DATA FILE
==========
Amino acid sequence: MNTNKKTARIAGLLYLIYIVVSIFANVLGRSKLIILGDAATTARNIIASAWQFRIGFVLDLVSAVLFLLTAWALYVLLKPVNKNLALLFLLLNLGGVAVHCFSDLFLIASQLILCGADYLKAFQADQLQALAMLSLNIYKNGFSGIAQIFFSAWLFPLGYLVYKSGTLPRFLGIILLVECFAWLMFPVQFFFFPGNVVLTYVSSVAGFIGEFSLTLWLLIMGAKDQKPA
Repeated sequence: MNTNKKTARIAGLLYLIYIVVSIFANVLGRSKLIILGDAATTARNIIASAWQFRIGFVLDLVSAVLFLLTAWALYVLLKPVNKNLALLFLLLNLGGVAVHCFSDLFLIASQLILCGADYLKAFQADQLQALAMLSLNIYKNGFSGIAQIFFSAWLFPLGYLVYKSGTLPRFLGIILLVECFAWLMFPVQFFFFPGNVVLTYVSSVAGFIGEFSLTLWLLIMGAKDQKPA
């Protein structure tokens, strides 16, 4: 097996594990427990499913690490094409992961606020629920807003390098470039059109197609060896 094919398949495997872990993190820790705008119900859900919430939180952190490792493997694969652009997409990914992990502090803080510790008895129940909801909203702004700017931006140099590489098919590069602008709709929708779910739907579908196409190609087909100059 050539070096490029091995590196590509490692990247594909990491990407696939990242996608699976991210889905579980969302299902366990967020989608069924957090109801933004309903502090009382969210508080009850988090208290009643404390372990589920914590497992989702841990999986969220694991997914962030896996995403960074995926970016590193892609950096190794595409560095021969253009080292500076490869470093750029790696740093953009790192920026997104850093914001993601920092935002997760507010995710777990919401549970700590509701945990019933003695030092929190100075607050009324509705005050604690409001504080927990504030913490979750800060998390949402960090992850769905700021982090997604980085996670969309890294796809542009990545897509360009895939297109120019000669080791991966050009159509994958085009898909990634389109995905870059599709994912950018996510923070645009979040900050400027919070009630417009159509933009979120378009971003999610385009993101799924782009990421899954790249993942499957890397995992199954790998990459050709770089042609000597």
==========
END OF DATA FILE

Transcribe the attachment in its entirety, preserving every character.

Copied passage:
Amino acid sequence: MNTNKKTARIAGLLYLIYIVVSIFANVLGRSKLIILGDAATTARNIIASAWQFRIGFVLDLVSAVLFLLTAWALYVLLKPVNKNLALLFLLLNLGGVAVHCFSDLFLIASQLILCGADYLKAFQADQLQALAMLSLNIYKNGFSGIAQIFFSAWLFPLGYLVYKSGTLPRFLGIILLVECFAWLMFPVQFFFFPGNVVLTYVSSVAGFIGEFSLTLWLLIMGAKDQKPA
Repeated sequence: MNTNKKTARIAGLLYLIYIVVSIFANVLGRSKLIILGDAATTARNIIASAWQFRIGFVLDLVSAVLFLLTAWALYVLLKPVNKNLALLFLLLNLGGVAVHCFSDLFLIASQLILCGADYLKAFQADQLQALAMLSLNIYKNGFSGIAQIFFSAWLFPLGYLVYKSGTLPRFLGIILLVECFAWLMFPVQFFFFPGNVVLTYVSSVAGFIGEFSLTLWLLIMGAKDQKPA
């Protein structure tokens, strides 16, 4: 097996594990427990499913690490094409992961606020629920807003390098470039059109197609060896 094919398949495997872990993190820790705008119900859900919430939180952190490792493997694969652009997409990914992990502090803080510790008895129940909801909203702004700017931006140099590489098919590069602008709709929708779910739907579908196409190609087909100059 050539070096490029091995590196590509490692990247594909990491990407696939990242996608699976991210889905579980969302299902366990967020989608069924957090109801933004309903502090009382969210508080009850988090208290009643404390372990589920914590497992989702841990999986969220694991997914962030896996995403960074995926970016590193892609950096190794595409560095021969253009080292500076490869470093750029790696740093953009790192920026997104850093914001993601920092935002997760507010995710777990919401549970700590509701945990019933003695030092929190100075607050009324509705005050604690409001504080927990504030913490979750800060998390949402960090992850769905700021982090997604980085996670969309890294796809542009990545897509360009895939297109120019000669080791991966050009159509994958085009898909990634389109995905870059599709994912950018996510923070645009979040900050400027919070009630417009159509933009979120378009971003999610385009993101799924782009990421899954790249993942499957890397995992199954790998990459050709770089042609000597």